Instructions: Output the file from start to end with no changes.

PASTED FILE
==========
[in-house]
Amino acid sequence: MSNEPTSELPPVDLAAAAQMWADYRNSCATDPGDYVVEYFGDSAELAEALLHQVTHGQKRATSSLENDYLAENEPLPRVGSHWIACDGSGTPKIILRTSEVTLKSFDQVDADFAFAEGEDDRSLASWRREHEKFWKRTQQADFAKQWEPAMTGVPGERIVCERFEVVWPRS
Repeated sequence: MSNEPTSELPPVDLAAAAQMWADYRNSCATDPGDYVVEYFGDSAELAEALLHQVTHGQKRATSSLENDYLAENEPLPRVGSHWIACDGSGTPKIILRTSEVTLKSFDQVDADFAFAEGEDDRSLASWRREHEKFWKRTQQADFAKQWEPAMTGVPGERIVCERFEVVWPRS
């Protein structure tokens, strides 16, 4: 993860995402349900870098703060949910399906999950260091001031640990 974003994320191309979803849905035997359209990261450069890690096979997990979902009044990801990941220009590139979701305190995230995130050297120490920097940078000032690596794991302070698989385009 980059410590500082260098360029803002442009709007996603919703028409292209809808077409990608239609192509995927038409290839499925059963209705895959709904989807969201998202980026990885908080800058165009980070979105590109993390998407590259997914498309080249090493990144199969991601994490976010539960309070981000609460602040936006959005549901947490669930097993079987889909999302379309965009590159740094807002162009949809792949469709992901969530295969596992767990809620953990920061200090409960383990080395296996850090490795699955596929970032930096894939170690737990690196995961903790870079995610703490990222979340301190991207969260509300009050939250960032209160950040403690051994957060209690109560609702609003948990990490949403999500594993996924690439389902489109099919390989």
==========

[in-house]
Amino acid sequence: MSNEPTSELPPVDLAAAAQMWADYRNSCATDPGDYVVEYFGDSAELAEALLHQVTHGQKRATSSLENDYLAENEPLPRVGSHWIACDGSGTPKIILRTSEVTLKSFDQVDADFAFAEGEDDRSLASWRREHEKFWKRTQQADFAKQWEPAMTGVPGERIVCERFEVVWPRS
Repeated sequence: MSNEPTSELPPVDLAAAAQMWADYRNSCATDPGDYVVEYFGDSAELAEALLHQVTHGQKRATSSLENDYLAENEPLPRVGSHWIACDGSGTPKIILRTSEVTLKSFDQVDADFAFAEGEDDRSLASWRREHEKFWKRTQQADFAKQWEPAMTGVPGERIVCERFEVVWPRS
């Protein structure tokens, strides 16, 4: 993860995402349900870098703060949910399906999950260091001031640990 974003994320191309979803849905035997359209990261450069890690096979997990979902009044990801990941220009590139979701305190995230995130050297120490920097940078000032690596794991302070698989385009 980059410590500082260098360029803002442009709007996603919703028409292209809808077409990608239609192509995927038409290839499925059963209705895959709904989807969201998202980026990885908080800058165009980070979105590109993390998407590259997914498309080249090493990144199969991601994490976010539960309070981000609460602040936006959005549901947490669930097993079987889909999302379309965009590159740094807002162009949809792949469709992901969530295969596992767990809620953990920061200090409960383990080395296996850090490795699955596929970032930096894939170690737990690196995961903790870079995610703490990222979340301190991207969260509300009050939250960032209160950040403690051994957060209690109560609702609003948990990490949403999500594993996924690439389902489109099919390989």